The first day of the Indian Photography Festival’s fifth edition saw distinguished dignitaries taking part. George Steinmetz, an American photographer who has done over 40 photo stories for National Geographic and 25 stories for GEO magazine in Germany, delivered the key note address on ‘Big Food’.
Sharing his experiences, George said, “The year 2050 requires double the food. My exploration started to photograph massive food production units and fields to understand how they are gearing up to meet the required me to he stated.” By 2100, the world’s population is expected to go up to 11 billion. Between the population surge and increased demand the world will need to double its food supply, he added.
George Steinmetz spent years to capture systems, in all its scope, grandeur and dizzying scale. Few food producers were willing to open themselves to the public view with the kind of photography he did, shared the photographer.
Best known for his exploration photography, George Steinmetz has a restless curiosity for the unknown: remote deserts, obscure cultures, the mysteries of science and technology. He began his career in photography in New York City after hitchhiking through Africa for 28 months in his twenties. His current work focuses on photographing the world’s deserts while piloting a motorised paraglider. This experimental aircraft enables him to capture images of the world inaccessible by traditional aircraft and most other modes of transportation.
George has showcased his works on massive food production units across the USA, Spain, Middle East, Japan, Yemen and other countries. For George, this is the first visit to Hyderabad, second to India. “Soon, I would like to travel to Kerala to take photos of mass spice production and packaging units there,” he shared.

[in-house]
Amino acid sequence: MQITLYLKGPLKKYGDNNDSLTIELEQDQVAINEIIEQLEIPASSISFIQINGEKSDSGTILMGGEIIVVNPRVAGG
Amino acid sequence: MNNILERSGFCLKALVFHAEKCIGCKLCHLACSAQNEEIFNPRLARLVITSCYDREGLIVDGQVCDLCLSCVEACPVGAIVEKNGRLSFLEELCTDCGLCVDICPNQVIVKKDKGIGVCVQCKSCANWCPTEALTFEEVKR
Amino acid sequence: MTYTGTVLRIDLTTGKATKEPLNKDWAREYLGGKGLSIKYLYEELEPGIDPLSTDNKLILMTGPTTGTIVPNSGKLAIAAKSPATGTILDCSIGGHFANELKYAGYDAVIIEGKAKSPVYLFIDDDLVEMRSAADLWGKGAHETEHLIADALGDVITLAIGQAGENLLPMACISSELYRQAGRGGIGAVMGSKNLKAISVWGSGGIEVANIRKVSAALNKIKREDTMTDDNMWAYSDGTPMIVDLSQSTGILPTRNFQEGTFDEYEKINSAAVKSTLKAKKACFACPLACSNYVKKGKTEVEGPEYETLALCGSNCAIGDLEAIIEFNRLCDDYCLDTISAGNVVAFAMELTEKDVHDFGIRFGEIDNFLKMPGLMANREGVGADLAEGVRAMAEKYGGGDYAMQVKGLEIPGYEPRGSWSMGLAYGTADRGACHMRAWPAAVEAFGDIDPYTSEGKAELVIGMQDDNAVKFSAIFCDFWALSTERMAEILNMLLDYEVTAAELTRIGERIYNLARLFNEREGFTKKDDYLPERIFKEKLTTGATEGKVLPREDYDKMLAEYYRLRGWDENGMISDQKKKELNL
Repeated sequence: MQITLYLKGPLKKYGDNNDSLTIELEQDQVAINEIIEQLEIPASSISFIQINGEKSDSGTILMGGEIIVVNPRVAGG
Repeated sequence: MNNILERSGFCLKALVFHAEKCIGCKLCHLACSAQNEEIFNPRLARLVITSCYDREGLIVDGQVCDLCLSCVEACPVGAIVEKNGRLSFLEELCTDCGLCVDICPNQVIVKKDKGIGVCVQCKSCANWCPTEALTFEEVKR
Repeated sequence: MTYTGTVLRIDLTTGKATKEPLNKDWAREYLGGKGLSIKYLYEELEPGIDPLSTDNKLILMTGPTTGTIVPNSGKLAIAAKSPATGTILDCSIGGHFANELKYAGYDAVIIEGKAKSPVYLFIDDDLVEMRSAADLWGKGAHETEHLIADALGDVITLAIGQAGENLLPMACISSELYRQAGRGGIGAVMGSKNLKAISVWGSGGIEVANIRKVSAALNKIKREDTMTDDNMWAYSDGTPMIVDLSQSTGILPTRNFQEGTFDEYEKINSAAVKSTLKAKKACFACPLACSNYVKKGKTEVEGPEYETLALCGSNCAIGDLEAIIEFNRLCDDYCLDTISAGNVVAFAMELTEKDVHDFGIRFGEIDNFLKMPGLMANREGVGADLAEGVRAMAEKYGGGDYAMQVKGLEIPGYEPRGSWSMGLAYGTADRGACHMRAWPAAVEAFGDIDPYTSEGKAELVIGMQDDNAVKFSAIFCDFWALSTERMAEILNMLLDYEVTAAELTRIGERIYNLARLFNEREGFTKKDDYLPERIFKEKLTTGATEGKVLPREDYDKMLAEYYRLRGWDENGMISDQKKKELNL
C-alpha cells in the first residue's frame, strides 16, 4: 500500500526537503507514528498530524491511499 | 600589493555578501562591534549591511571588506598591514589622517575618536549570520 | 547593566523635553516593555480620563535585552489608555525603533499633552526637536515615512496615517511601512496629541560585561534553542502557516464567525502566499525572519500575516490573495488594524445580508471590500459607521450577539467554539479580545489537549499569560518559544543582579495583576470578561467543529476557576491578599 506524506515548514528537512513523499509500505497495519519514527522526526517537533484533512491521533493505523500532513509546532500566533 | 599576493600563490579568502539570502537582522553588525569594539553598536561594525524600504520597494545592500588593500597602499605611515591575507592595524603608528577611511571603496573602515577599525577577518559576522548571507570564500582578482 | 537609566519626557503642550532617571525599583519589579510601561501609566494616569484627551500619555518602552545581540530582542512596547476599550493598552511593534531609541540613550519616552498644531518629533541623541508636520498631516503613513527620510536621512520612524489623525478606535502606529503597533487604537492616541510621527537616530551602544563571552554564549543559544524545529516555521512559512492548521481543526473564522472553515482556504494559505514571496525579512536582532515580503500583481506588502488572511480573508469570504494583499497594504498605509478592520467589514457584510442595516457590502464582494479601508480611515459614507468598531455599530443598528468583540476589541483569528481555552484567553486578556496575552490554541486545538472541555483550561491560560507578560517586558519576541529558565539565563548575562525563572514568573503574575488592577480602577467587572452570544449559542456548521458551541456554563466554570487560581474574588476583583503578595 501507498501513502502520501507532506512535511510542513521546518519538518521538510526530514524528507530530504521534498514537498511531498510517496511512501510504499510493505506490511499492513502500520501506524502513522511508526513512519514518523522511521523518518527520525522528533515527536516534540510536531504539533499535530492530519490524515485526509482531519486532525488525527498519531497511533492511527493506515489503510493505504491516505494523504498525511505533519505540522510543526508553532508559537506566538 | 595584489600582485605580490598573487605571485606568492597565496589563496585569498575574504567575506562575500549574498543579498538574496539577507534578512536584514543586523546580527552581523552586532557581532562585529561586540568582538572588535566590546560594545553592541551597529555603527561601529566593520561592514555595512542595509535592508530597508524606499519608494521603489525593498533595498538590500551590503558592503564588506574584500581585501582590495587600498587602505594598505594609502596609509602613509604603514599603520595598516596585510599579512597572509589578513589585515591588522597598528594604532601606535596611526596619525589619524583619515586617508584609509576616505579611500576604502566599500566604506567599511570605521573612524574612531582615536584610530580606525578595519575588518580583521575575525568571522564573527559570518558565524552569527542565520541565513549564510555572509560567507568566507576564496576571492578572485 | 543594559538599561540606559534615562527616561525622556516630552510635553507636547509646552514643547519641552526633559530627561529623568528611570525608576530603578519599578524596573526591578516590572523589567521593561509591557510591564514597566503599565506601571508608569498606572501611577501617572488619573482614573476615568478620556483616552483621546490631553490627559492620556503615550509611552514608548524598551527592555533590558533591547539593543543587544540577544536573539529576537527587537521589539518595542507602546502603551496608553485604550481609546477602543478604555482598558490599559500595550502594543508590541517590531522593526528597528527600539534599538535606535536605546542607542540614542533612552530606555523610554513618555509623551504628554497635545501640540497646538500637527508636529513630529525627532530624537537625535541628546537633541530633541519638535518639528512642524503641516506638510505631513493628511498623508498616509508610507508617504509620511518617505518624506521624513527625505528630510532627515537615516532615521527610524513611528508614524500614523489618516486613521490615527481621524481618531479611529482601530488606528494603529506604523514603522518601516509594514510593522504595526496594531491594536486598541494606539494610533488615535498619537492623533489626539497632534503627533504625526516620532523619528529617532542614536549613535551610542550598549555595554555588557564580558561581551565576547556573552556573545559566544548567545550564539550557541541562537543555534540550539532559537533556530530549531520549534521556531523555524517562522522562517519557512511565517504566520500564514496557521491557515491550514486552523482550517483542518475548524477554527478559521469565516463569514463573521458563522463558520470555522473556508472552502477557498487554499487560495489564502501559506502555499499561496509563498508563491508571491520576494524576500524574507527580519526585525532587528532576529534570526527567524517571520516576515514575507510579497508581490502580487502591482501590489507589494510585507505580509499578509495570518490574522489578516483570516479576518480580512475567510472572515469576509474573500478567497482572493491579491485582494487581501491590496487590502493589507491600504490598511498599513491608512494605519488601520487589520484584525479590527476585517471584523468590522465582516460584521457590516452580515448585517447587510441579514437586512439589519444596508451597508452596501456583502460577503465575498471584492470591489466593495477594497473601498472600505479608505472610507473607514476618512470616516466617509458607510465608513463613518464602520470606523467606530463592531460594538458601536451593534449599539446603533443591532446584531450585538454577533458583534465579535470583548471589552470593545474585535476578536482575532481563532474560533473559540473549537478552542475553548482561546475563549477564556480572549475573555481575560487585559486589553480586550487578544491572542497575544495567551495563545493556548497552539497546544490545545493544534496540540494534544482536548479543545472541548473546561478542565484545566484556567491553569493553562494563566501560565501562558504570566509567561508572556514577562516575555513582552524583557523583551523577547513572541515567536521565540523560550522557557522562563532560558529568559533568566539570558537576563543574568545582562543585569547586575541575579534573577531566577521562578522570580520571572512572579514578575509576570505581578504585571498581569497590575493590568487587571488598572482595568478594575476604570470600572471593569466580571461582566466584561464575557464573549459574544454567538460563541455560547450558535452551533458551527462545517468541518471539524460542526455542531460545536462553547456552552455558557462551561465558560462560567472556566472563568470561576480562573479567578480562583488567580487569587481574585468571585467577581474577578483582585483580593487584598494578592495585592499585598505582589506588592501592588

The 73-year-old Richard Drew, an Associated Press photo-journalist, is known all over the world for capturing the ‘Falling Man from the World Trade Center towers’ following the September 11 attacks. Drew was one of four press photographers present at the assassination of Robert F Kennedy. He has been an Associated Press photographer for over 40 years and lives in New York City.
For British photographer Tim Flach, an animal photographer known for taking human-like portraits of animals, this is a third visit to India. “I have travelled to Rajasthan earlier,” he said, adding, “Connecting people with the nature is a huge role”. Flach picturised a lot of endangered animal species, and published a book titled Endangered featuring his works. He is an Honorary Fellow of the Royal Photographic Society and lives in London.
Rachael Strecher, Director of Media Innovation at the National Geographic Society, leads grantmaking to support photographers, writers, filmmakers, data visualisation experts, cartographers and other storytellers. Formerly, she was with Aspen Institute’s New Voices Fellowship, a programme designed to bring expert voices from the developing world into the global development discussion. Rachael began her career as a photojournalist with Associated Press and other outlets.
And the winner is…
The ‘Indian Photography Festival’ Portrait Prize 2019 is a portrait competition open to photographers from the Indian subcontinent. What’s interesting about portraiture is its ability to capture the essence of a person, a time-period, or a culture. This award aims at discovering the compelling portraits and extraordinary talents. The winners were chosen out of 2,000-plus photographers competing for the coveted title.
- Ankita Jain bags first prize for ‘Image Mourning for the Dead’ and wins Rs 50,000 cash prize.
- Prashant S receives second prize for ‘Head Space’ and cash of Rs 25,000.
- Joydeep Mukherjee gets third prize and a cash award of Rs 10,000 for ‘The Kid’.
- Siva Sai Jeevanantham received Rs 3 lakh Photography Grant 2019 for his project ‘In the Same River’.